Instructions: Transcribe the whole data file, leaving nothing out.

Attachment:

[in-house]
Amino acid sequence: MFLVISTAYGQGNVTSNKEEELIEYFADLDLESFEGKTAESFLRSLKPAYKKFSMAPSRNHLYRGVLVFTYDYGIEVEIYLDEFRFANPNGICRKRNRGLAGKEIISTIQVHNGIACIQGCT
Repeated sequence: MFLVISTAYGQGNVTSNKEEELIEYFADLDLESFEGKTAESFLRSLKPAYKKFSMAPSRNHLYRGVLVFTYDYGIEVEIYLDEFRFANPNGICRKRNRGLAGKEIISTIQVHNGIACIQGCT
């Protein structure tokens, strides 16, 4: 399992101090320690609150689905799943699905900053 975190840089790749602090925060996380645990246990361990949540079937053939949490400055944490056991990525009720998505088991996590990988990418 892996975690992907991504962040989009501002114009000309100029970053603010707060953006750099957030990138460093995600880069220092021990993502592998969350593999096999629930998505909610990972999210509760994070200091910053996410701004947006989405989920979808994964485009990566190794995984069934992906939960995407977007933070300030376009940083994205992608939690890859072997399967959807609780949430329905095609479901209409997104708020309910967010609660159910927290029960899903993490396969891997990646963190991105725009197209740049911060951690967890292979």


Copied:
[in-house]
Amino acid sequence: MFLVISTAYGQGNVTSNKEEELIEYFADLDLESFEGKTAESFLRSLKPAYKKFSMAPSRNHLYRGVLVFTYDYGIEVEIYLDEFRFANPNGICRKRNRGLAGKEIISTIQVHNGIACIQGCT
Repeated sequence: MFLVISTAYGQGNVTSNKEEELIEYFADLDLESFEGKTAESFLRSLKPAYKKFSMAPSRNHLYRGVLVFTYDYGIEVEIYLDEFRFANPNGICRKRNRGLAGKEIISTIQVHNGIACIQGCT
């Protein structure tokens, strides 16, 4: 399992101090320690609150689905799943699905900053 975190840089790749602090925060996380645990246990361990949540079937053939949490400055944490056991990525009720998505088991996590990988990418 892996975690992907991504962040989009501002114009000309100029970053603010707060953006750099957030990138460093995600880069220092021990993502592998969350593999096999629930998505909610990972999210509760994070200091910053996410701004947006989405989920979808994964485009990566190794995984069934992906939960995407977007933070300030376009940083994205992608939690890859072997399967959807609780949430329905095609479901209409997104708020309910967010609660159910927290029960899903993490396969891997990646963190991105725009197209740049911060951690967890292979």